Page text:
As we've mentioned, we recently spent six days without power. Two of those days (the middle two) were spent elsewhere but we decided to return to the house to keep the wood stove going and to keep an eye on the pipes, hoping that we wouldn't have to go to any major preventative measures such as draining them or fussing with anti-freeze. During the course of the episode, we realized that there are a few items that came in really handy. And when we say, "really handy," what we mean is, "we couldn't have gotten by without them."
The items that achieved MVP status are as follows:
We've all seen the SawStop vs. Hot Dog video and have been impressed, but there was always a part of us that thought that using a hot dog to demonstrate the finger-saving blade brake was a little lame. If this tool really works, why doesn't someone from the company step up and jam their finger in the thing? Well now, the inventor of the tool Steve Gass has done just that.
The clip looks like it's a segment from some Discovery Network show. It's got a lot of great video of the saw brake in action and at the very end, you get to watch a guy stick his finger in a whirling table saw blade. The whole thing is amazing.
If you're dealing with power tools or hand tools, you always want to have a good first aid kit at hand. We keep one in the shop and one in the truck. The tweezers alone are worth the whole kit.
We looked around and found a kit that looks like it has a good selection of the basics; enough to deal with the minor issues, as well as a few things to assist with the bigger ones. One thing that we particularly like about this kit is that the tweezers are metal. Our experience is that the plastic kind are useless and should be replaced at the first opportunity.
That said, we've also found that places like Wal-Mart and the other big box stores usually have nice kits for short money.
We're fans of anything that makes a table saw safer and push sticks are at the top of that list. The ones that come with the saws, the long stick with the little bird mouth at the end of it, are nearly as dangerous as not using a push stick at all. Sure they can push something through the saw, but when the piece of wood starts to ride up on the blade, you're screwed. We always recommend to people that they throw those out and make their own out of a piece of 1/2" plywood, one that extends out over the top of the work piece. But after today, we might just suggest buying a Bench Dog Push-Loc.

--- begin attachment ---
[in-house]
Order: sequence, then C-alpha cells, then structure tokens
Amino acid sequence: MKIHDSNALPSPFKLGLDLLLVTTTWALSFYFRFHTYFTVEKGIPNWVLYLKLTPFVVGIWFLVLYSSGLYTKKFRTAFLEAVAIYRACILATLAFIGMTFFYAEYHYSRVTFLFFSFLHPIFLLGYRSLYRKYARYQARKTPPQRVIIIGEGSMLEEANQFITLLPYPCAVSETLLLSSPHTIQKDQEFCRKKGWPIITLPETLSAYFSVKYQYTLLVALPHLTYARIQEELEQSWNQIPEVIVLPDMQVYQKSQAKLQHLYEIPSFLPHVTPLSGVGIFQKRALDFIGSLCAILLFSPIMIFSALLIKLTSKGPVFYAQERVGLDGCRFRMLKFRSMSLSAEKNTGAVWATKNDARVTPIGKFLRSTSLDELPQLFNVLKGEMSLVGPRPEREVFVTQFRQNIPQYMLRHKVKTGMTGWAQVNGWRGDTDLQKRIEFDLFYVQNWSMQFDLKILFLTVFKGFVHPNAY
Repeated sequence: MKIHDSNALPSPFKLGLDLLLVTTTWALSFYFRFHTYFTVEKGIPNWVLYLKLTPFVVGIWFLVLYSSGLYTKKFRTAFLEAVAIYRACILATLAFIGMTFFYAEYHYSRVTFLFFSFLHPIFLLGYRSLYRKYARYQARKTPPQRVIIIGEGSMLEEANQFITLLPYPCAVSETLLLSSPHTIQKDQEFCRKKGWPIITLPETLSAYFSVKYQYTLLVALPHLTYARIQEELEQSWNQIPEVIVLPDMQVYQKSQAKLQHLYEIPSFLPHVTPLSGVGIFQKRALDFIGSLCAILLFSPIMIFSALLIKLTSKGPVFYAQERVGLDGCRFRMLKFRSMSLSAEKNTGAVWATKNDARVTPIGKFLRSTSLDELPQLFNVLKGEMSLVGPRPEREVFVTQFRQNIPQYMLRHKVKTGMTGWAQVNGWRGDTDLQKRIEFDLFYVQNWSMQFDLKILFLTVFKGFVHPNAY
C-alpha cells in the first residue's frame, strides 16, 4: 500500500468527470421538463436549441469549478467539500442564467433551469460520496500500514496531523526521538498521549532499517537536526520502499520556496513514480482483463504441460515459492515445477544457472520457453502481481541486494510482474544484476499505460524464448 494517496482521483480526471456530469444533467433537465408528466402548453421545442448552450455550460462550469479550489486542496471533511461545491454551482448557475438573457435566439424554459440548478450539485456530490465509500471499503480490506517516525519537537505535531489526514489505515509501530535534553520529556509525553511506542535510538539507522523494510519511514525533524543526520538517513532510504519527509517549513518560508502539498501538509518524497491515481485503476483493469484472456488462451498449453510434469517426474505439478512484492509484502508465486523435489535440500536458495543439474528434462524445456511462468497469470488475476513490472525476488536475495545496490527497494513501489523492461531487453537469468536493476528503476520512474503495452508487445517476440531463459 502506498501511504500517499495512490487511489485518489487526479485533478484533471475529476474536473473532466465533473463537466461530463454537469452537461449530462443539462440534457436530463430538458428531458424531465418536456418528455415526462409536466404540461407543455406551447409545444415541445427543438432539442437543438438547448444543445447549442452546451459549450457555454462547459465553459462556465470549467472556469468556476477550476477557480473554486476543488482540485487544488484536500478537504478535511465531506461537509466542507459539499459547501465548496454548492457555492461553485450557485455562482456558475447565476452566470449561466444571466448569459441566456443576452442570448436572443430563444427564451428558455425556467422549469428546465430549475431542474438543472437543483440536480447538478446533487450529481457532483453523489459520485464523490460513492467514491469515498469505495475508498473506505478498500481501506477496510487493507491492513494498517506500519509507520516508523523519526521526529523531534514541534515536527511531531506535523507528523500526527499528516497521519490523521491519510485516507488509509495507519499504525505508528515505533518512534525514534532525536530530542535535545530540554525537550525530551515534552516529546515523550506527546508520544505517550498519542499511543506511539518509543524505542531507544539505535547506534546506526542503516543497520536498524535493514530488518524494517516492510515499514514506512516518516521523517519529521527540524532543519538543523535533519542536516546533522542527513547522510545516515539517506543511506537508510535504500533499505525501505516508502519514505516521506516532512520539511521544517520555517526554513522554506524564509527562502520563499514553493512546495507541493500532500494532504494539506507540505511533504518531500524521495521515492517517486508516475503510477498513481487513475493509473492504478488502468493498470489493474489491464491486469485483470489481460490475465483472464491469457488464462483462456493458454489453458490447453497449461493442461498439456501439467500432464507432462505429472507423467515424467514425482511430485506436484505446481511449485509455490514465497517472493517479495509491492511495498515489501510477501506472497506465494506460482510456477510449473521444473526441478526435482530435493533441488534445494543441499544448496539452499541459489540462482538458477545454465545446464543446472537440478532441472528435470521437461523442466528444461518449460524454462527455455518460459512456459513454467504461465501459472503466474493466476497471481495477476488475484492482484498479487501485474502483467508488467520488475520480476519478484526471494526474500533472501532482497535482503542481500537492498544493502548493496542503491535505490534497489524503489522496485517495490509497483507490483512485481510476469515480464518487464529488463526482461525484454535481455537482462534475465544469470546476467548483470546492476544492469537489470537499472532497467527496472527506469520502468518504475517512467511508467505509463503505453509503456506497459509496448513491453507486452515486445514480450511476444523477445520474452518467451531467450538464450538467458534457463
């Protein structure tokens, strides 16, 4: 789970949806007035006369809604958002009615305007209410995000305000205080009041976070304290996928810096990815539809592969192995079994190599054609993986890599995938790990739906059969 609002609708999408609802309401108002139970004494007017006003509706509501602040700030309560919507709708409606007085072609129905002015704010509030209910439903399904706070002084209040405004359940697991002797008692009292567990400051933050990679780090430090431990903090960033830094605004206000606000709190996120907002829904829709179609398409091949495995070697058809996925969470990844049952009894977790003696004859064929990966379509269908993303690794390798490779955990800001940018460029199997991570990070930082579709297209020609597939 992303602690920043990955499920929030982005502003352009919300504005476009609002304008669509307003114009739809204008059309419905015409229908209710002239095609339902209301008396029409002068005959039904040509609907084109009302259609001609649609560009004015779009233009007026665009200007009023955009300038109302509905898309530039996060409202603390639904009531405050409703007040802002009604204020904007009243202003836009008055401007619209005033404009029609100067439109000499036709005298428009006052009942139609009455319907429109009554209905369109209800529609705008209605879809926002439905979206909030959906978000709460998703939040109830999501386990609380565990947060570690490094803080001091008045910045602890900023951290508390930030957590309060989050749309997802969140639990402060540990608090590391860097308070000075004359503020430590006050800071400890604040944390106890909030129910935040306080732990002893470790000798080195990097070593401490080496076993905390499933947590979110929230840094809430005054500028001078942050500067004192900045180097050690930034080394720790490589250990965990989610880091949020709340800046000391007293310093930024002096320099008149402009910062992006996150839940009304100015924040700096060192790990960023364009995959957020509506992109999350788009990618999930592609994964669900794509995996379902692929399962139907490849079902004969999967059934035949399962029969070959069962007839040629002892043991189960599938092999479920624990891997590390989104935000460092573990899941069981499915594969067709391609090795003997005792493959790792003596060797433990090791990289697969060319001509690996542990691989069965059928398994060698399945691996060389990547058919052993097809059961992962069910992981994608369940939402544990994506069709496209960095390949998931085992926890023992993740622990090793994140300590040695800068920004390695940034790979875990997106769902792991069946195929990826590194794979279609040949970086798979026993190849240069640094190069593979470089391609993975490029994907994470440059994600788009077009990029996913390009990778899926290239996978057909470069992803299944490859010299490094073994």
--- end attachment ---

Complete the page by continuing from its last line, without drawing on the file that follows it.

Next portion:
According to Reuters, since 1991 the number of annual nail gun injuries has increased about 200%. The actual number is now around 37,000 per year. Not good. The interesting thing about this increase is that the number of work-related nail gun injuries has stayed about the same. This indicates that the swell is due to all of you DIYers out there. The article states:
"This increase likely corresponds to an increase in availability during the 1990s of inexpensive pneumatic nail guns and air compressors (to power the nail guns) in home hardware stores; however, no sales data are available for confirmation," the CDC reported.
This may be so, but the responsibility to take your tools seriously lies with you. Nail guns are very dangerous and you’re a moron if you’re not wearing eye protection every single time you shoot one off. If you can blast a nail through engineered lumber, flesh and bone aren’t going to stand much of a chance. Please understand your tools and their safety features and each time you pick one up, stop for a second and think of all the damage it can do to you.
Read past the jump to see what can happen if you are not careful with a framing nailer.
We all know that the table saw is the widow maker of the tool world, ranking just above chainsaws and shapers. Using a table saw is like scratching a rabid Doberman behind the ears; you might be OK this time, but if you let your guard down for just an instant and become too comfortable, you're going to be missing a hand, an arm, or a face. The biggest risk is undoubtedly to the fingers, and when things go bad, they go bad fast. Human reflexes don’t even count when they go up against a table saw. But one company has created a saw that drastically reduces this risk.
The saw is called the Saw Stop, and on top of about a thousand other great features, it has a very unique safety system. The saw constantly reads a slight electrical charge that is carried in the blade, and when the charge is disrupted by, say, a thumb, the saw engages a brake and automatically lowers the blade. There is really no way to describe how fast this happens. The only thing you can do is watch.
The guys at Workbench have a longer movie that gets into greater detail if you're interested. It's really amazing.
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